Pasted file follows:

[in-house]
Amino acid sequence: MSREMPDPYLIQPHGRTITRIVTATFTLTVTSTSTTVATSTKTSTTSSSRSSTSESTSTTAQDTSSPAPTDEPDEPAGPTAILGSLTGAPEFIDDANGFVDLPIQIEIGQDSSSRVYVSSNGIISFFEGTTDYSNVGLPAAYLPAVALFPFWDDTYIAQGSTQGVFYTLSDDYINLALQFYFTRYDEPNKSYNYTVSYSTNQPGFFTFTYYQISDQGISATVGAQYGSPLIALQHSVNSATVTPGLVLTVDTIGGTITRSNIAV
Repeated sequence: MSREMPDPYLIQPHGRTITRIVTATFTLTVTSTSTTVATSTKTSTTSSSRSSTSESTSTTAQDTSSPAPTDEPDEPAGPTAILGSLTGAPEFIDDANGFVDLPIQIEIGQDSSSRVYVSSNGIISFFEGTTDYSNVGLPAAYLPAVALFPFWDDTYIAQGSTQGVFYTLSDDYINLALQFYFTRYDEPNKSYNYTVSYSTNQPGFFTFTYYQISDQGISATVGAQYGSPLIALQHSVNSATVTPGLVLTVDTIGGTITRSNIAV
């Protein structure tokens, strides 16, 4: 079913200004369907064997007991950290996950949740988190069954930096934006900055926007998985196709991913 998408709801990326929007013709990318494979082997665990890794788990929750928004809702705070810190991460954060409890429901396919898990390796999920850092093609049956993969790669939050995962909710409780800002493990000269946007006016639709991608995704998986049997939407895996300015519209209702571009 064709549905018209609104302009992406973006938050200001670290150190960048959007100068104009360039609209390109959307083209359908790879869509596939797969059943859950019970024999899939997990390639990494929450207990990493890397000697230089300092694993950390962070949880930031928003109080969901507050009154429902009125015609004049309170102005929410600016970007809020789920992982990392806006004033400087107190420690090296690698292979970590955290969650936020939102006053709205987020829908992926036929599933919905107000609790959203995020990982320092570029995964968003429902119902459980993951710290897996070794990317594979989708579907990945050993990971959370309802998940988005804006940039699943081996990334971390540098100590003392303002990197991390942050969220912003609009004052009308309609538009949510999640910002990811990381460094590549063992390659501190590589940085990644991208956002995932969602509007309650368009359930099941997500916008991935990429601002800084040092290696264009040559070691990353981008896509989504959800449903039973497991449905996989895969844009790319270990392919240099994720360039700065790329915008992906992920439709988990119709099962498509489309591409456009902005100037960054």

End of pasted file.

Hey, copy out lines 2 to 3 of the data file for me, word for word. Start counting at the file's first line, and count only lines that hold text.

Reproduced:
Amino acid sequence: MSREMPDPYLIQPHGRTITRIVTATFTLTVTSTSTTVATSTKTSTTSSSRSSTSESTSTTAQDTSSPAPTDEPDEPAGPTAILGSLTGAPEFIDDANGFVDLPIQIEIGQDSSSRVYVSSNGIISFFEGTTDYSNVGLPAAYLPAVALFPFWDDTYIAQGSTQGVFYTLSDDYINLALQFYFTRYDEPNKSYNYTVSYSTNQPGFFTFTYYQISDQGISATVGAQYGSPLIALQHSVNSATVTPGLVLTVDTIGGTITRSNIAV
Repeated sequence: MSREMPDPYLIQPHGRTITRIVTATFTLTVTSTSTTVATSTKTSTTSSSRSSTSESTSTTAQDTSSPAPTDEPDEPAGPTAILGSLTGAPEFIDDANGFVDLPIQIEIGQDSSSRVYVSSNGIISFFEGTTDYSNVGLPAAYLPAVALFPFWDDTYIAQGSTQGVFYTLSDDYINLALQFYFTRYDEPNKSYNYTVSYSTNQPGFFTFTYYQISDQGISATVGAQYGSPLIALQHSVNSATVTPGLVLTVDTIGGTITRSNIAV